Why I decided to become a software engineer at the age of 26

Sometimes people ask me why I became a software engineer despite being graduated in Electronics and Telecommunications Engineering. I don’t go over details to answer the questions, rather give a one-line reply - just stumbled upon it. But the reality is that it was a choice made after considering various factors that I’m going to elaborate on in this post.

Let’s dive into the factors I considered when I decided to become a software engineer almost 6 years ago.

Availability of opportunity

Before breaking into software engineering, I was working in the IT support sector. The experience was very unpleasant. I had to work overtime with regular pay and to tolerate rude behavior from the management. The senior colleagues were not willing to share knowledge. These behaviors were consistent across multiple employments.

Because of these awful experiences, I was looking for a field where I will have control over the type of work I do and whom to work with. Software engineering exactly is that. If the condition at the present employment gets unmanageable, it’s relatively easier to find another opportunity due to the availability of job openings.

However, this does not mean that we should be thin-skinned or easily tempered. Being able to work with tough people and cope with tough situations are critical skills to have a successful career. But if the red line is crossed we should better move on.

Control over the choice

Since there are more opportunities available, I can choose the organization with products and services I care about. This is one of the key aspects of job satisfaction as it increases job engagement. Caring about the product and the end-users inspires me to provide deliverables of the highest quality.

If I care about the product, it is easier for me to eagerly learn more about the business domain. Having concrete domain knowledge helps to identify the correct problem and to provide the appropriate solution.


Personality affects job satisfaction because not every type of job goes with everybody. So, I took a personality test using a free online tool. My type came out to be inclined towards introvert which exactly what I was thinking due to the presence of some of the characteristics of introverts to some degree. The personality type added up with other factors to the decision of becoming a software engineer.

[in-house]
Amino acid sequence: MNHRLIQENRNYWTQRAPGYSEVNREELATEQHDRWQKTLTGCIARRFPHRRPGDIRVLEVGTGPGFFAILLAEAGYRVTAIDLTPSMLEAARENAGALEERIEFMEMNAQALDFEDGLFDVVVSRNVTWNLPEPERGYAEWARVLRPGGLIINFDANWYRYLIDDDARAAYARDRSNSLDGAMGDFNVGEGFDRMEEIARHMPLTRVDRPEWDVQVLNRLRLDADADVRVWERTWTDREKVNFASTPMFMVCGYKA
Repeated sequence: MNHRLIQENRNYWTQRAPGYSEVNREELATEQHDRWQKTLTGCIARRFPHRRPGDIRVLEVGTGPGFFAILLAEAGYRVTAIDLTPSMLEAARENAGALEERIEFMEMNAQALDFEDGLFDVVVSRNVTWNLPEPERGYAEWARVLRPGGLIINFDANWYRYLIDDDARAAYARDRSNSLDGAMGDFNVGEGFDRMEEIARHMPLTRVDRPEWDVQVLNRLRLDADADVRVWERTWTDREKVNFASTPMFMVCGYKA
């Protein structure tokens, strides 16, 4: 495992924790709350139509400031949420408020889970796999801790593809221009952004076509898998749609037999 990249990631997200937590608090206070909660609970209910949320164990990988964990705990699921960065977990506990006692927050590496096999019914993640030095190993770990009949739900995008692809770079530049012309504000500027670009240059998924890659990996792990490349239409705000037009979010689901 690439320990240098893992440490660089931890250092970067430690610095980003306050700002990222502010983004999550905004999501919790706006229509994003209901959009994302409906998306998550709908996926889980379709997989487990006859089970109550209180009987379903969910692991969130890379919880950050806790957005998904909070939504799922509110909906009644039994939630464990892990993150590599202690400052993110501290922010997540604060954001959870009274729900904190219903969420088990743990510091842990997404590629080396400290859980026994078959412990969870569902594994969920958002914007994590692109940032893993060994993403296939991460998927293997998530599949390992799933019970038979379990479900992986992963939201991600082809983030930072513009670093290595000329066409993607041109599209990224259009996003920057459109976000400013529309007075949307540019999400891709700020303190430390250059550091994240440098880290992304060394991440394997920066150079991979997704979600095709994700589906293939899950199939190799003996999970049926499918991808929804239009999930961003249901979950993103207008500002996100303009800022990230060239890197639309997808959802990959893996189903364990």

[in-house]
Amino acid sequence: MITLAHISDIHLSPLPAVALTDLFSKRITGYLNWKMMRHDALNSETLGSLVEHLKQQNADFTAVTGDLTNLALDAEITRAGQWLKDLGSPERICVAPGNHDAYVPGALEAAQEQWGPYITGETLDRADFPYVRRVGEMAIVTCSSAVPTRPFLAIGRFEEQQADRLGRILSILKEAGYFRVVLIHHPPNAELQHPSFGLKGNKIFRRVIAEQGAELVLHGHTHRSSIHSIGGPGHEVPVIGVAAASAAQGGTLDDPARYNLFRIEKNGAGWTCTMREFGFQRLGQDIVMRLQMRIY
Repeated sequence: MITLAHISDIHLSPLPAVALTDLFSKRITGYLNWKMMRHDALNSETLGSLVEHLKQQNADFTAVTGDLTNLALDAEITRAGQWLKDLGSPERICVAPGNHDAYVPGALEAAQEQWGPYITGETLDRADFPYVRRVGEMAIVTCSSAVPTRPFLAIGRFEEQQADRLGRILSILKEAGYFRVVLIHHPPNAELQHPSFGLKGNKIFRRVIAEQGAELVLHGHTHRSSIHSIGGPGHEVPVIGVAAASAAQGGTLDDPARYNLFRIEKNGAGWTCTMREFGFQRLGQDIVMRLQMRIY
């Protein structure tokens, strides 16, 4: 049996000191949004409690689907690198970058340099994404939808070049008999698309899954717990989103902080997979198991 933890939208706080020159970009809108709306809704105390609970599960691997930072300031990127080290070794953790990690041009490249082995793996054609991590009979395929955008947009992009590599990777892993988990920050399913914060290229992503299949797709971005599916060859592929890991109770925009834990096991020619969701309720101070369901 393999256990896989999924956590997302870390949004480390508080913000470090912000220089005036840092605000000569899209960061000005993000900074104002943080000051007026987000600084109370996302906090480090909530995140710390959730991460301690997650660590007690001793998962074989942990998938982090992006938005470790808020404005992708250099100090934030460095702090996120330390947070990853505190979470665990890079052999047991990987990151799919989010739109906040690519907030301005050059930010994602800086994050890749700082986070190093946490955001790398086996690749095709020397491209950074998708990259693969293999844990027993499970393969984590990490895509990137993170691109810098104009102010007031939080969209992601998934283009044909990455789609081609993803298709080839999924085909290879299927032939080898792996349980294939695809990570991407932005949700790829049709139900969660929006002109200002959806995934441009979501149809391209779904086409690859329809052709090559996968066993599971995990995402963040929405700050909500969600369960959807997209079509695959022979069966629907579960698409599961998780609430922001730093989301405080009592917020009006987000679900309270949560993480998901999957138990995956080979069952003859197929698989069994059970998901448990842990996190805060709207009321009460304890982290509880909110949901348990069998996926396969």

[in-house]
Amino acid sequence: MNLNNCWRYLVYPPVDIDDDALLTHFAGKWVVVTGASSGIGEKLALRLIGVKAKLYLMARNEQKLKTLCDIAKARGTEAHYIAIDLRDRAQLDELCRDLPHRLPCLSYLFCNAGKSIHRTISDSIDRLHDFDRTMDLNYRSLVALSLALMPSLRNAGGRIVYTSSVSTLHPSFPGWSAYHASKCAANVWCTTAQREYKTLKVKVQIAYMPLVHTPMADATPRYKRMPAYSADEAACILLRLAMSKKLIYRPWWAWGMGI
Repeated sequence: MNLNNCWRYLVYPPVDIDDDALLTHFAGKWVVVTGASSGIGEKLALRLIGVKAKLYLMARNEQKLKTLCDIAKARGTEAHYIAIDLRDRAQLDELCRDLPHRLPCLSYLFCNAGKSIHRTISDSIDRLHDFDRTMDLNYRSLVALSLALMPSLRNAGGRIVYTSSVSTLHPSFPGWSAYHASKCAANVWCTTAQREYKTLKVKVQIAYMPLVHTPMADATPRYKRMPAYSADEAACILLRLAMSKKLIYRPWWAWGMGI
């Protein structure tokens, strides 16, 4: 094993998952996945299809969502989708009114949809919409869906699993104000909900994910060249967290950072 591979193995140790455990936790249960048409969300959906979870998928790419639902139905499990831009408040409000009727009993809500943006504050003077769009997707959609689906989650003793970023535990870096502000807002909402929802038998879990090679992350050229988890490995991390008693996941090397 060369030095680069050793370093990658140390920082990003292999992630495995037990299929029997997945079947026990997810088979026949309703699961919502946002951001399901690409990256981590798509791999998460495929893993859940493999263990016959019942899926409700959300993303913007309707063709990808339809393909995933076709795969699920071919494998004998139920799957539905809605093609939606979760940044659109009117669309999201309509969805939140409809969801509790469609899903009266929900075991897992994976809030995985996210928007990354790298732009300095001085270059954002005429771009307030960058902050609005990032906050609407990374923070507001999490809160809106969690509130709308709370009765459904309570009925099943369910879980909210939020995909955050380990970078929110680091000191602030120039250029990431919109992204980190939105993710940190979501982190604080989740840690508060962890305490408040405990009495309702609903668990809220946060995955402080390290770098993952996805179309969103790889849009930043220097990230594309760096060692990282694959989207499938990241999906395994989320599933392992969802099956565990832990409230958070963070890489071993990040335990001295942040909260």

It is not to be believed that all software engineers are introverted or the extroverted ones do not suit the profession. It’s more to do with what one enjoys most. I took the personality type into account because I came to know about it and its influence in a book and thought that it was vital to determine the type to make an informed decision. Later I’ve found out that it does not matter much.

Personal traits are equally important as technical skills for landing the dream job. Hiring managers take both the hard and soft skills into account to take the appropriate hiring decision. So I had to work on the collaboration and leadership skills to be considered as a valuable asset for an engineering team.


Software is eating the world. We’re continuing our pursuit to digitize everything as much as possible. The trend also was prevalent then. Seeing my work impacting positively would be very fulfilling to me which was somewhat missing in my previous career.

Around that time freeCodeCamp was founded and I became more inspired than ever seeing the impact it had on the community.

These are the factors I considered before going all out for a career in software engineering. So, what did I do after this? I googled “how to be a software engineer” and read all the stuff I could. MOOC was on the rise at that time. I enrolled in a course named “Programming for Everybody (Python)” which lead to other technologies critical to land on the frontend internship.

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